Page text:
Asus and Nvidia are busy working hard to utterly devalue the naming schemes of graphics cards. By introducing the possibility of a 3GB version of the upcoming GTX 1660 Ti GPU what sort of trust can we have in the name of a particular card? To be fair, this isn’t the first time we’ve had to deal with this – Nvidia’s GTX 1060 fired the starting gun on the race to the bottom years ago.
By creating GTX 1060 cards with 6GB, 3GB, and 4GB chunks of VRAM – as well as vastly different actual GPUs in some instances – the most popular Pascal range of them all meant that having a GTX 1060 in your system could mean completely different things… So, while having another mainstream GPU name that’s almost meaningless is not necessarily unexpected, it’s most definitely not welcome.
The specific 3GB versions of the GTX 1660 Ti have appeared in another Eurasian Economic Commission submission, this time from Asus. The silver lining in all this is that the product codes submitted to the EEC don’t always end up on the shelves; they’re often more placeholder than any concrete confirmation of manufacturing. Just look at all the Nvidia GTX 1160s Palit registered last month.
The listing can be checked out at the EEC here (via Videocardz) if you want to get a bead on the different models that Asus has registered. They include standard blower-style versions of the 3GB GTX 1660 Ti, as well as factory overclocked cards with extra cooling.
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The notification listing also displays the 6GB versions of the cards, again detailing the full range of reference and overclocked SKUs. In total there are 25 different SKUs of the GTX 1660 Ti listed in the EEC submission, though I don’t think there are going to be that many actually on the shelves from Asus. As I said, companies often list any product code they might potentially use, not just the ones that are definitely in production.
We can only hope the GTX 1660 Ti doesn’t end up with a 3GB version. That’s not because I think buying a 3GB card in 2019 is incredibly short sighted, from an end user point of view, but because it makes having discrete graphics card names utterly pointless.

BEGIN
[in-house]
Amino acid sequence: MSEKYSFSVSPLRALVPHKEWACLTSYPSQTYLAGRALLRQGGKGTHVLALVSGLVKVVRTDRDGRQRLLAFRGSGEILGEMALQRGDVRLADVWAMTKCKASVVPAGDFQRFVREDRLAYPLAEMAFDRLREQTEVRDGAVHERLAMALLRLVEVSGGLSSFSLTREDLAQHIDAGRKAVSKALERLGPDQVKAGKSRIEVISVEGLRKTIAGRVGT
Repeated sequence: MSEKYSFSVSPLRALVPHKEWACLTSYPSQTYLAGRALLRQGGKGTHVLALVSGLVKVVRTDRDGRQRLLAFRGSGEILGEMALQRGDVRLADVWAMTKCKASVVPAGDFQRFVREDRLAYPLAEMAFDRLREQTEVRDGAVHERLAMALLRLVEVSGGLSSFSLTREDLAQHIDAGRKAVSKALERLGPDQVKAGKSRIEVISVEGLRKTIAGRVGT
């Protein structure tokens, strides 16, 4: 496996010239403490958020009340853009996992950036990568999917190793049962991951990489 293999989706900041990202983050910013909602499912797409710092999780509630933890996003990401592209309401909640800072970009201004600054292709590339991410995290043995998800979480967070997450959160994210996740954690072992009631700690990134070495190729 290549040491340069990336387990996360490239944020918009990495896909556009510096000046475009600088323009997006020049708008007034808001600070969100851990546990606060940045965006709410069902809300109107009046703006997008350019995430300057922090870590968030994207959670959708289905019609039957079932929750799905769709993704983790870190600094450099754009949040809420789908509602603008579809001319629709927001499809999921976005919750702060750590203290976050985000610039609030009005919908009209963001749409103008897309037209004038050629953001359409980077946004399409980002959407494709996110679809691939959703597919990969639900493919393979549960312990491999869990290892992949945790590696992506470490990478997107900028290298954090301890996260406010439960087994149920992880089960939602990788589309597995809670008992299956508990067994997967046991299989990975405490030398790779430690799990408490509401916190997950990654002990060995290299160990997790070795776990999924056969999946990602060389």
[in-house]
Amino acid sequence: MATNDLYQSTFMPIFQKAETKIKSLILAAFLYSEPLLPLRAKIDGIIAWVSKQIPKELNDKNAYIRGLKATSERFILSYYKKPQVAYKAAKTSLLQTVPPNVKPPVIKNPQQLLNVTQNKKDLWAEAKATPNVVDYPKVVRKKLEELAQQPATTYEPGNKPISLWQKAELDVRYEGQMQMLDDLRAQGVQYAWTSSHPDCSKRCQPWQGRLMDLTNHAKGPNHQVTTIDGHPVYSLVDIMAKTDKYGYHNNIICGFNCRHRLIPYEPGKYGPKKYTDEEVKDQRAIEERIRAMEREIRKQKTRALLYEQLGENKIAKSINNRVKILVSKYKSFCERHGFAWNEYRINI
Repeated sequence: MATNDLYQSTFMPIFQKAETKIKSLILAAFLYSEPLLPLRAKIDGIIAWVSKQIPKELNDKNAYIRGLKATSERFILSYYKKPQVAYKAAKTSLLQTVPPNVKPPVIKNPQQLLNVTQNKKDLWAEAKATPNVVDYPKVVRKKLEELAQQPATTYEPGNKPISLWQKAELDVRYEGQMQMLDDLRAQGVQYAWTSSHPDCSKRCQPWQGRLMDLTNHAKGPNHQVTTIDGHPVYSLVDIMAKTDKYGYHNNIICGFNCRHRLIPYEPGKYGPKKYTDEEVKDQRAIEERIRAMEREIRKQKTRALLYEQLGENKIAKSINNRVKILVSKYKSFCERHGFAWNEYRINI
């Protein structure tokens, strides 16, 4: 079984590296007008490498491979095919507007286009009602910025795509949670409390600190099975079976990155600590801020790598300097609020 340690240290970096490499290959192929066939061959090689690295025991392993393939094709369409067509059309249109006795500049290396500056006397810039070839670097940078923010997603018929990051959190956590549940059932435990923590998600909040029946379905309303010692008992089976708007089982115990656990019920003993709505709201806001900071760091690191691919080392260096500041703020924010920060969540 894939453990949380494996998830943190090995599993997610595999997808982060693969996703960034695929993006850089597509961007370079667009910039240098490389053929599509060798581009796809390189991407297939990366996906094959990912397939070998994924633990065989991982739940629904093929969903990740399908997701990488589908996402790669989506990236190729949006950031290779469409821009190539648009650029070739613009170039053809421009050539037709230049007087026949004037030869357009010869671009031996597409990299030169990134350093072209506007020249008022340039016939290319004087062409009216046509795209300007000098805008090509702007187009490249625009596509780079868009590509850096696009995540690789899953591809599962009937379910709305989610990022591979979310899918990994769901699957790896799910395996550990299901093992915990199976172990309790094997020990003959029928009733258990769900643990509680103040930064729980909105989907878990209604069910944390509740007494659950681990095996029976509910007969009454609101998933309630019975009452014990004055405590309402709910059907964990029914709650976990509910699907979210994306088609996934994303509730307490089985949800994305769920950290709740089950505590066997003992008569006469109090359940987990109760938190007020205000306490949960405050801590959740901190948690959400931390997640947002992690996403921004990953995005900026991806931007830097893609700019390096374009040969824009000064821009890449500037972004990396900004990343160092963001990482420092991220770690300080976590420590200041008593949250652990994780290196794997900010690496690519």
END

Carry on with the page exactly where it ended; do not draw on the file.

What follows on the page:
And why have that ‘Ti’ suffix there in the first place?
A GTX 1660 with 3GB would make more sense, or a GTX 1650, but where the ‘Ti’ is generally used by Nvidia to denote a superior version of a particular GPU range, having a weaker version using the same name seems ridiculous to me.
We should find out soon, because by all accounts the GTX 1660 Ti is launching on February 22 with graphics card makers hitting the streets with their own models right away. I’m going to stop ragging on the whole naming thing now, because I really could go on for hours about it… I mean 16-series GPUs, what gives, Nvidia?
Anyways, the GTX 1660 Ti is going to be a Turing-based graphics card, supposedly using a TU116 GPU with all the RT Cores ripped out, probably along with the Tensor Cores too.
|GTX 1660 Ti||RTX 2060||GTX 1060|
|Lithography||12nm FinFET||12nm FinFET||16nm FinFET|
|Memory||6GB GDDR6||6GB GDDR6||6GB GDDR5|
You will still be getting the Turing shaders, with all their advanced concurrent execution and new rendering techniques, but without being weighed down with the responsibility of ushering in a ray traced gaming future. These will be pure rasterising cards built for a mainstream audience that don’t want to pay a fortune for a new GPU.